2020 was an incredibly challenging year for Social Care. It has also been a year of incredible triumphs and bravery throughout our sector. Time and again providers have shown the ability for our care to adapt and overcome whatever lies in our way.
This resilience has carried us through 2020, and given many of us a renewed hope for what social care can achieve in 2021.
That’s why we have spoken to leaders across our sector to get their insights into what 2021 has in store for social care. We will be exploring these fantastic perspectives on topics such as reform, recruitment, funding, and technology throughout January.
Although we’re very excited to share these insights with you, we do appreciate the art of easing into January gently whenever possible, so to start off here are some quick excerpts for the experts.
Mark Topps, Registered Manager, Eastern County Care
Looking into the future at what 2021 will bring for social care is unnerving but there is light at the end of what has been a very long tunnel.
Karolina Gerlich, Executive Director, Care Workers Charity
We hope that 2021 will continue to recognise the huge contribution that social care makes to the society and that we will be able to see even greater public support and recognition for care workers, and for charitable fundraising.
Neil Eastwood, Founder & CEO, Care Friends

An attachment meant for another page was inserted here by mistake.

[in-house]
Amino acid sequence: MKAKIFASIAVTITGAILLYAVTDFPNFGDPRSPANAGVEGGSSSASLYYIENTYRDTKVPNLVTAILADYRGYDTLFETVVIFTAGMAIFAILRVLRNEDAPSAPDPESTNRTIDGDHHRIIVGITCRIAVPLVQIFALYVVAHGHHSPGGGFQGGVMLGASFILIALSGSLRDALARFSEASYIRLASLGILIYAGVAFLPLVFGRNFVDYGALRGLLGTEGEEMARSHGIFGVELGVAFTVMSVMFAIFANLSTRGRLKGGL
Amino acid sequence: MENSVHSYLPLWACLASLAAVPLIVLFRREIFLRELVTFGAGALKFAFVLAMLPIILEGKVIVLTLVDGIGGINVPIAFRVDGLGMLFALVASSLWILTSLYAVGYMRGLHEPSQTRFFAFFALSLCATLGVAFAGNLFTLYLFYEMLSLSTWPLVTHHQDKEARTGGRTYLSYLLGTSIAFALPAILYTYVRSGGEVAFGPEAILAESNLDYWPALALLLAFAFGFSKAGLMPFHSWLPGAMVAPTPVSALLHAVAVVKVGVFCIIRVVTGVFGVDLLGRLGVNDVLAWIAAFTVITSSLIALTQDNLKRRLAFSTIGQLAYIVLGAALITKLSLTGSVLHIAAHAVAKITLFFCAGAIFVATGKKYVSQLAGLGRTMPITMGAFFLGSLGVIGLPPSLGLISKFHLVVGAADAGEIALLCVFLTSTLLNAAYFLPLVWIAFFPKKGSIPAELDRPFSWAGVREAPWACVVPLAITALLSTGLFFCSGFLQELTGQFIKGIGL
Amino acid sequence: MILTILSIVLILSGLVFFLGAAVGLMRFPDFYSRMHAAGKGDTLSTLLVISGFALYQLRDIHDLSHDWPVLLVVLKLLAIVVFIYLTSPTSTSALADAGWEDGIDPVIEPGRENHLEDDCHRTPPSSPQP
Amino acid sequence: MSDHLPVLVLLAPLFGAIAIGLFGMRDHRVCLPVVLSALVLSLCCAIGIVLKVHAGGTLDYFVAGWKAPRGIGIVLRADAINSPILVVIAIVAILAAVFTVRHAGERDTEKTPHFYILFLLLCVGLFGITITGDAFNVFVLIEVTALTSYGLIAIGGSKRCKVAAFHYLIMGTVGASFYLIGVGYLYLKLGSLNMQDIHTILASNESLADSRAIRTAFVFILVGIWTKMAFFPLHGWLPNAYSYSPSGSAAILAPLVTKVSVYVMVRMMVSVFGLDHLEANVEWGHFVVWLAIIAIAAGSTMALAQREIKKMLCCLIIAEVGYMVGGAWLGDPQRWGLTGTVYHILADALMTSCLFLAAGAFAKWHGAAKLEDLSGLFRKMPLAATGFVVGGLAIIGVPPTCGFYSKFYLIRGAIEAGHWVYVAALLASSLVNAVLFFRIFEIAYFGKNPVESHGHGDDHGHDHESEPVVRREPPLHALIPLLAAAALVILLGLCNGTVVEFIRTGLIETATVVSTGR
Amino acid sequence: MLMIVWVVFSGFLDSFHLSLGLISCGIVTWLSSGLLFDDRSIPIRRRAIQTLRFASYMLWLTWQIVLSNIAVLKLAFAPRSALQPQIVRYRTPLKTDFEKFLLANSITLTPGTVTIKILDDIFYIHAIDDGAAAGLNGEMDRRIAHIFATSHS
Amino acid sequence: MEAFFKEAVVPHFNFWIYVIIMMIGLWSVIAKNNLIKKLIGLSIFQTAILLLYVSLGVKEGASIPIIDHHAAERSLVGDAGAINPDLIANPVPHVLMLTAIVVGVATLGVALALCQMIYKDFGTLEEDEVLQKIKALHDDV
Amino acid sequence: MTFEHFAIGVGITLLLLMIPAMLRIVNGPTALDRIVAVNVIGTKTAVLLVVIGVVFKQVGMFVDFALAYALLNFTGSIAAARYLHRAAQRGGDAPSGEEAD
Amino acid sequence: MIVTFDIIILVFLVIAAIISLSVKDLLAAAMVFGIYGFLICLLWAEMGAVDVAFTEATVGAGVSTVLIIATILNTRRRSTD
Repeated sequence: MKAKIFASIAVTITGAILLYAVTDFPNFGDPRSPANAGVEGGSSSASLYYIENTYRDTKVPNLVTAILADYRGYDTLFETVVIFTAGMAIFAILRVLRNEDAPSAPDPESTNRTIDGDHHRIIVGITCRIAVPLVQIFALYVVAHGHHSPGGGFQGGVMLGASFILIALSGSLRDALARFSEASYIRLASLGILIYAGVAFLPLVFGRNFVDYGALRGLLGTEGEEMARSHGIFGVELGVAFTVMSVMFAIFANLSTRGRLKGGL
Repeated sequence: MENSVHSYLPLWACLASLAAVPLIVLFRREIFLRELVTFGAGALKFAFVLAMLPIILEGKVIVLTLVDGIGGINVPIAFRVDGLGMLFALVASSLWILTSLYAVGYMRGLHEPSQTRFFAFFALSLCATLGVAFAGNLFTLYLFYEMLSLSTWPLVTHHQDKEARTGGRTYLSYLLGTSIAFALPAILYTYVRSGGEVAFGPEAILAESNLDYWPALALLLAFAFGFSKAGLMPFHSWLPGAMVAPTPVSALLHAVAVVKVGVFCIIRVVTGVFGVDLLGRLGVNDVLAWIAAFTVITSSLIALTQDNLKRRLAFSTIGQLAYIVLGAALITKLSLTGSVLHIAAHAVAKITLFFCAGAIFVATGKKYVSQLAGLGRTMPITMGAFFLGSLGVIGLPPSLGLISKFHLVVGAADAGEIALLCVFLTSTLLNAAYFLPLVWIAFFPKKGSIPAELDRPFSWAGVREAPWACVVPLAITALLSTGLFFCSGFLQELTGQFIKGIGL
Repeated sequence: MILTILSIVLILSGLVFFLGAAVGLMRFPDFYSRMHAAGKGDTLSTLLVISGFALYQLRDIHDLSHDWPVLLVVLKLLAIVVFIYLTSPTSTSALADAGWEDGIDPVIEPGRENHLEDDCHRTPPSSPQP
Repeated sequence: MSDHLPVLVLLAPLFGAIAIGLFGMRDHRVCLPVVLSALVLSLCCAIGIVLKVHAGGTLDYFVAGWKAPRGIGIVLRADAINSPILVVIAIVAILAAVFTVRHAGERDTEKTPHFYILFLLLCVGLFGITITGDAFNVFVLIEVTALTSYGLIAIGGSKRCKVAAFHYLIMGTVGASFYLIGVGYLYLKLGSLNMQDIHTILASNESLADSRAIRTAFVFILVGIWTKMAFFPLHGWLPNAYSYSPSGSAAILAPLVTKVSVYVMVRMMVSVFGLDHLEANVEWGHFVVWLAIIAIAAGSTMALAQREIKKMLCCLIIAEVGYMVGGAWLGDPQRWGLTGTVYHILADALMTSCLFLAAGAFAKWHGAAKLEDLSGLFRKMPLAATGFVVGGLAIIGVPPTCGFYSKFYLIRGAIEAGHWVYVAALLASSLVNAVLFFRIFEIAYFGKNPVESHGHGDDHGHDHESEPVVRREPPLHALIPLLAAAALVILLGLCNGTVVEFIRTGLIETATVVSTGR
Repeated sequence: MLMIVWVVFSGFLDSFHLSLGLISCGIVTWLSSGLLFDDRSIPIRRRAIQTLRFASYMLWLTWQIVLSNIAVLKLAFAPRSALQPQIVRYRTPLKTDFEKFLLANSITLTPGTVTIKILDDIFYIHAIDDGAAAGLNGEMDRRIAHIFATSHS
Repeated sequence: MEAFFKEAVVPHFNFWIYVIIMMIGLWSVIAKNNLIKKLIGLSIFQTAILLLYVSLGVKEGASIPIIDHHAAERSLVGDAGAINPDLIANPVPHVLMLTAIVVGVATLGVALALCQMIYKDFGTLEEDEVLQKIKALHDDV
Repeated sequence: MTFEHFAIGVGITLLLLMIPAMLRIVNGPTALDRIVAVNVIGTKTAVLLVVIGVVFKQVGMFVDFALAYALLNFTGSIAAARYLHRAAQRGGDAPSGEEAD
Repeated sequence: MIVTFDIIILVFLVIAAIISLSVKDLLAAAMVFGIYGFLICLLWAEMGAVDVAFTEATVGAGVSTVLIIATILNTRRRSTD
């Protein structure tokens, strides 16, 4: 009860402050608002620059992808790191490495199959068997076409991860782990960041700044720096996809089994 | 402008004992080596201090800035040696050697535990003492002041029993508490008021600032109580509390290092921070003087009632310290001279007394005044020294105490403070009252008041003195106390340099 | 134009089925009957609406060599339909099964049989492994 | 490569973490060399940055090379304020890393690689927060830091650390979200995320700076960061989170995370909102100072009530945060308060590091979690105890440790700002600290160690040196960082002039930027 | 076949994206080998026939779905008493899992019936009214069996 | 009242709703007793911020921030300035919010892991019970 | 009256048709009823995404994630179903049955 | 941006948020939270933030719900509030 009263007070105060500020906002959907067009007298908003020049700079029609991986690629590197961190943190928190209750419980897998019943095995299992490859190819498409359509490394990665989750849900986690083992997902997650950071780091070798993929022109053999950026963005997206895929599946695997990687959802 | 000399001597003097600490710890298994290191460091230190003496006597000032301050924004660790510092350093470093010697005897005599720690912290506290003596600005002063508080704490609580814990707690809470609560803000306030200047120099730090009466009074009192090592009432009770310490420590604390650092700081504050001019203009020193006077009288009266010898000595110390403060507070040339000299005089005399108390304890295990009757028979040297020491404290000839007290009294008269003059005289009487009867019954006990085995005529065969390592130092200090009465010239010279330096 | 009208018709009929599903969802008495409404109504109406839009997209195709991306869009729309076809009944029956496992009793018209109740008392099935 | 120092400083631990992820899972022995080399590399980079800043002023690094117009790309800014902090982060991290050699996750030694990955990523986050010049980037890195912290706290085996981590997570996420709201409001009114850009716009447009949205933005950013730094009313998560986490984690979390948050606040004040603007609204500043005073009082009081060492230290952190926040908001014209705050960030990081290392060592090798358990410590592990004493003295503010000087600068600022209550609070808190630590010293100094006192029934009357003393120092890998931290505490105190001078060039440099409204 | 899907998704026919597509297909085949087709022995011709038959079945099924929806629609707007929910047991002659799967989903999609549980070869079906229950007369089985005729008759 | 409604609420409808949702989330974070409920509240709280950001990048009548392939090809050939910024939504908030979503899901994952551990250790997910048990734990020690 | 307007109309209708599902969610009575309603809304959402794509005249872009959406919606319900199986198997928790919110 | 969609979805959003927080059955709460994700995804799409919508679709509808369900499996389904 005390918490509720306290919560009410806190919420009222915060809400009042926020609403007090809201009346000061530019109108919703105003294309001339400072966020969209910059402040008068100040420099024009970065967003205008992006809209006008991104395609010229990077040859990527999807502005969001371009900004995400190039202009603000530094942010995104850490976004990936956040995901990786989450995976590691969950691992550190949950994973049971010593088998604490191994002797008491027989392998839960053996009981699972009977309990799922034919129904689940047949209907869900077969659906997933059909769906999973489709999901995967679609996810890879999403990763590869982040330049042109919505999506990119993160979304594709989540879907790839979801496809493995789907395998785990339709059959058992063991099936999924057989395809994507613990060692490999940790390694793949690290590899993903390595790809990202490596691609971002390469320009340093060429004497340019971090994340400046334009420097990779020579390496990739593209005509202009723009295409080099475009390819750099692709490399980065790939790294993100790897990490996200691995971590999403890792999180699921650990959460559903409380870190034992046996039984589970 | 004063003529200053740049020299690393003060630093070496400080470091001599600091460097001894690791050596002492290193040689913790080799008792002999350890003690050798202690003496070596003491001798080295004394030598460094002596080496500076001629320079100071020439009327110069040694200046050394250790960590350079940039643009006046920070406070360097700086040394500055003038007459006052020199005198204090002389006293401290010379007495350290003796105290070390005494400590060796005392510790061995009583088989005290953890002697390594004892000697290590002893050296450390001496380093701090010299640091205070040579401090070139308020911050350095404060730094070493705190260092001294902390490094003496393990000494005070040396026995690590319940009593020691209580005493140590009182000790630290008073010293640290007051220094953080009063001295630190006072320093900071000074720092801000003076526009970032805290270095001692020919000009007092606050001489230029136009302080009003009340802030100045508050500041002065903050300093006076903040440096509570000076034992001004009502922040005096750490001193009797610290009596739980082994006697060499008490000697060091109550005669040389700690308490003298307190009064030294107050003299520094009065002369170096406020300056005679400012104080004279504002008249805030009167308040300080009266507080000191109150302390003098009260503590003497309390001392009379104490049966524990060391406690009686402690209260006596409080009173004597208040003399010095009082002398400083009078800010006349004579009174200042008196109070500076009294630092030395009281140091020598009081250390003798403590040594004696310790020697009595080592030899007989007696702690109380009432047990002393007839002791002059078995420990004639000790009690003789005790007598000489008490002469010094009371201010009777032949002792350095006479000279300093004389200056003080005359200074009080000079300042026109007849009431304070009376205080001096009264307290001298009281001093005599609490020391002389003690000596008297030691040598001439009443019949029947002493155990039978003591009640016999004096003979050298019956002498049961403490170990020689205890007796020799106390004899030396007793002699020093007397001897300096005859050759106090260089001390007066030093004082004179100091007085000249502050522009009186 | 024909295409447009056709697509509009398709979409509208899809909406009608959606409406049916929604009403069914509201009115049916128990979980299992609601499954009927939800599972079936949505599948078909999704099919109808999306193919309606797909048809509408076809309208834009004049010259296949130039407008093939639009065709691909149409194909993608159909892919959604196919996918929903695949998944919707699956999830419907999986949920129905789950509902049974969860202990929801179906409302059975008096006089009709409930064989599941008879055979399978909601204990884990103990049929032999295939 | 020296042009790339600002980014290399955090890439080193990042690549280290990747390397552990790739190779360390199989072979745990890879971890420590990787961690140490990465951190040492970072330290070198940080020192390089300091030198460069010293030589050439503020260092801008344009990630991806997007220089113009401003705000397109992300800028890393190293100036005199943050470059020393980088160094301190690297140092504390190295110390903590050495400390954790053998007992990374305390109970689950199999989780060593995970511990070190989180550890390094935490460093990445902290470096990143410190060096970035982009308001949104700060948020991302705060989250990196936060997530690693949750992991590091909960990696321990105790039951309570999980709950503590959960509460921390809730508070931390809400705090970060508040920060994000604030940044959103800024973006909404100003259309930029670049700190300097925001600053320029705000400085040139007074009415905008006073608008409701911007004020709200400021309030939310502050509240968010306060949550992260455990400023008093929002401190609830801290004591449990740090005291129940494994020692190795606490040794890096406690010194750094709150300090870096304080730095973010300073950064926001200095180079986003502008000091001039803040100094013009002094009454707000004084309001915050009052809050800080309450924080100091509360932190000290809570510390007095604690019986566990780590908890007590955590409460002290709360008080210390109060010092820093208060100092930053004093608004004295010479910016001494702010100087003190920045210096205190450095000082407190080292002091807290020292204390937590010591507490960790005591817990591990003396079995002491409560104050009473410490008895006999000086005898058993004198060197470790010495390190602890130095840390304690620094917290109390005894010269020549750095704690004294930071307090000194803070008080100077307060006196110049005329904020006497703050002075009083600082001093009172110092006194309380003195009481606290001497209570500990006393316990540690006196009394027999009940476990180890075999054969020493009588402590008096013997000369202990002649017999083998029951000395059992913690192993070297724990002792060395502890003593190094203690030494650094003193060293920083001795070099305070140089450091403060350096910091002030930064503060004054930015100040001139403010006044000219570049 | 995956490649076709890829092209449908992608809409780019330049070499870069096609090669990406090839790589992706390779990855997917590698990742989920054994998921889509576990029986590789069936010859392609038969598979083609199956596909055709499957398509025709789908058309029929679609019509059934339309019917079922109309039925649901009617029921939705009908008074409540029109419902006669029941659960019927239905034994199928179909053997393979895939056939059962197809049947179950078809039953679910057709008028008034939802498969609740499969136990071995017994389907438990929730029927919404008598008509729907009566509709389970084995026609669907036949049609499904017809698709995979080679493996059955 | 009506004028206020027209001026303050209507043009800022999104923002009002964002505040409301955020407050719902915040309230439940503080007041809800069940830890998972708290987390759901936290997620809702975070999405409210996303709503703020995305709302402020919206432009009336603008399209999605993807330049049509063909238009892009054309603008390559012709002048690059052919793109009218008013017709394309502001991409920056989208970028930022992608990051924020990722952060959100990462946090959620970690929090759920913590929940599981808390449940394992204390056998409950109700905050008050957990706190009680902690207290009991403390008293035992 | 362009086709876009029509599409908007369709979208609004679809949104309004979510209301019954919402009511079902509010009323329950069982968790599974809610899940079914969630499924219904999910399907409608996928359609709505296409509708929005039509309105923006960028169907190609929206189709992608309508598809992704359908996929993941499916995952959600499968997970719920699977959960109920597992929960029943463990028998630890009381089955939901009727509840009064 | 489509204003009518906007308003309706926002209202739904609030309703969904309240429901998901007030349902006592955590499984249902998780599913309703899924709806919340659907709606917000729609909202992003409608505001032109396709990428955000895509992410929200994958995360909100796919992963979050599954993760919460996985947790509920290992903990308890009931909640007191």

From a retention standpoint we will need to work hard to retain the new joiners during 2020 as their previous roles begin to return. Social Care now has a much higher public profile. It is time to convert that awareness into applications.
Kathryn Smith, Chief Executive, Social Care Institute for Excellence
Next year and beyond we need sustainable funding, a focus on preventative services and better workforce pay and conditions.
Michael Corbett, Care Portfolio Event Manager, CloserStill Media
Technology has finally become a staple necessity for care providers and 2021 should see the next levels of innovation be implemented.
Dr Donald Macaskill, Chief Executive, Scottish Care
The vaccination is really positive. But it’s not the end game. It’s the beginning of the end. And it’s a long journey through that tunnel to the light.
David Smallacombe, Chief Executive Officer, Care and Support West
I think that the whole kind of pandemic will have taught lots and lots of lessons, people will have learned about how they need to be thinking differently about what social care looks like. And I am hopeful that those lessons will leak through into the future.
Katie Furey, Operations Director, Cera Care
Society wants to be cared for at home, we should be enhancing everyone’s ageing journey to be a positive continuation of their lives to date. We can achieve this by using the best technology and gleaning insights from AI to truly prevent ongoing health concerns that put immense amounts of pressure on the NHS.
Big Ian Donaghy, Unique Keynote Speaker and Author
I think people have realised just how invaluable the people working in care are. I don’t think they’ve ever noticed before. Nobody ‘just works in care’ anymore. They Work in Care, and that feels pretty wonderful.
We might just get some new leaders in care who never even considered it.